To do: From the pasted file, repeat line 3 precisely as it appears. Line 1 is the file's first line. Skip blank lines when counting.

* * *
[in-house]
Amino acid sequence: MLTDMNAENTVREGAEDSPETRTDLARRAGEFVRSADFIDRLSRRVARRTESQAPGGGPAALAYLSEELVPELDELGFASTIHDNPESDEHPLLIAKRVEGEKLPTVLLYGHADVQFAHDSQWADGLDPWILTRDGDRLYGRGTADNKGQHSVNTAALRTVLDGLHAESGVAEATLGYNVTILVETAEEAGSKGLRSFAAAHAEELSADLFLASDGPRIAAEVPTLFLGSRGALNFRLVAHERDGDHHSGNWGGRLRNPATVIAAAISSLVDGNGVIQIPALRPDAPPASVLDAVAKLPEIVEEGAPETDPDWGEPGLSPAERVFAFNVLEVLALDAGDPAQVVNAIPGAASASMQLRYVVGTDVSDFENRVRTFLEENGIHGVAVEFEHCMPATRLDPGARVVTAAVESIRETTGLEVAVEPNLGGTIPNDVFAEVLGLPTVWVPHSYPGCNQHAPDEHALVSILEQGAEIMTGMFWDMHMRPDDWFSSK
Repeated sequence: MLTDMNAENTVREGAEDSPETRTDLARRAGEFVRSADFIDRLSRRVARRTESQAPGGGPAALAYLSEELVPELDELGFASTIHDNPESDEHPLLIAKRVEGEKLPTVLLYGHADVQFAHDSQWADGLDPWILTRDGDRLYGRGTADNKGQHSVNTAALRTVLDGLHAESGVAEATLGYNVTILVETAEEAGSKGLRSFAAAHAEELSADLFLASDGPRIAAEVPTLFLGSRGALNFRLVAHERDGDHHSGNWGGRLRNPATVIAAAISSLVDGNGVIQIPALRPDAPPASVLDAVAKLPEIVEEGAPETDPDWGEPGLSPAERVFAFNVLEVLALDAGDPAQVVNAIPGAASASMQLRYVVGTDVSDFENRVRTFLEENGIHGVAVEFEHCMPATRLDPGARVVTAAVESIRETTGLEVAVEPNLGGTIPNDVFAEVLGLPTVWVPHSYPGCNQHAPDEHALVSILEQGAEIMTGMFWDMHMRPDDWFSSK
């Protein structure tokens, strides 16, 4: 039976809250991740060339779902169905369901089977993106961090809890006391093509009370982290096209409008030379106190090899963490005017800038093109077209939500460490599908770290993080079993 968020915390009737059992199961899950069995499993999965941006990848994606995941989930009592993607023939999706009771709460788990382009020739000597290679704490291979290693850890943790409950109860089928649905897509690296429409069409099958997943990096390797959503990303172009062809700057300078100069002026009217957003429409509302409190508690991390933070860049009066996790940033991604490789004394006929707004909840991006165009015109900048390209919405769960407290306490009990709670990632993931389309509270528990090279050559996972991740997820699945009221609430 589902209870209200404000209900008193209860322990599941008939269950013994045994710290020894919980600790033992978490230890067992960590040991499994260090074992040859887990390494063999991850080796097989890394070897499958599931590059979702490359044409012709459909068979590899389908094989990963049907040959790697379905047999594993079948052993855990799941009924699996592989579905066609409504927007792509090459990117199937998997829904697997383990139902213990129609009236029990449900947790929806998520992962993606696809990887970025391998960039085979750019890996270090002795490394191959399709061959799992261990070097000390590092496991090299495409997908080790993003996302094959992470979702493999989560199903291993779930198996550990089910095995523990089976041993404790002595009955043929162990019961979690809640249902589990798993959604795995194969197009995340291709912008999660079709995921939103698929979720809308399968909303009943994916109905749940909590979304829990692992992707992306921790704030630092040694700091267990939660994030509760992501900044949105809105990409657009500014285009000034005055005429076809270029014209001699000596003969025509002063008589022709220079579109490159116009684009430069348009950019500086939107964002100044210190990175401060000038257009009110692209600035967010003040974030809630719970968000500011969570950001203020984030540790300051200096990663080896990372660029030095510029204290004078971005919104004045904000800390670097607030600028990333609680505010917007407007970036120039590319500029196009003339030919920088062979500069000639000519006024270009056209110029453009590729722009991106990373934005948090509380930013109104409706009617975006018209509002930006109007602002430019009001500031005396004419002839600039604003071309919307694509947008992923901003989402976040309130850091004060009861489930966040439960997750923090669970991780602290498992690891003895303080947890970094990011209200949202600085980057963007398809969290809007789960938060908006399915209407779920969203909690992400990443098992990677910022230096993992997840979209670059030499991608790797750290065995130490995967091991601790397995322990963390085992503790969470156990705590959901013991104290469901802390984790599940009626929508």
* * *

Repeated sequence: MLTDMNAENTVREGAEDSPETRTDLARRAGEFVRSADFIDRLSRRVARRTESQAPGGGPAALAYLSEELVPELDELGFASTIHDNPESDEHPLLIAKRVEGEKLPTVLLYGHADVQFAHDSQWADGLDPWILTRDGDRLYGRGTADNKGQHSVNTAALRTVLDGLHAESGVAEATLGYNVTILVETAEEAGSKGLRSFAAAHAEELSADLFLASDGPRIAAEVPTLFLGSRGALNFRLVAHERDGDHHSGNWGGRLRNPATVIAAAISSLVDGNGVIQIPALRPDAPPASVLDAVAKLPEIVEEGAPETDPDWGEPGLSPAERVFAFNVLEVLALDAGDPAQVVNAIPGAASASMQLRYVVGTDVSDFENRVRTFLEENGIHGVAVEFEHCMPATRLDPGARVVTAAVESIRETTGLEVAVEPNLGGTIPNDVFAEVLGLPTVWVPHSYPGCNQHAPDEHALVSILEQGAEIMTGMFWDMHMRPDDWFSSK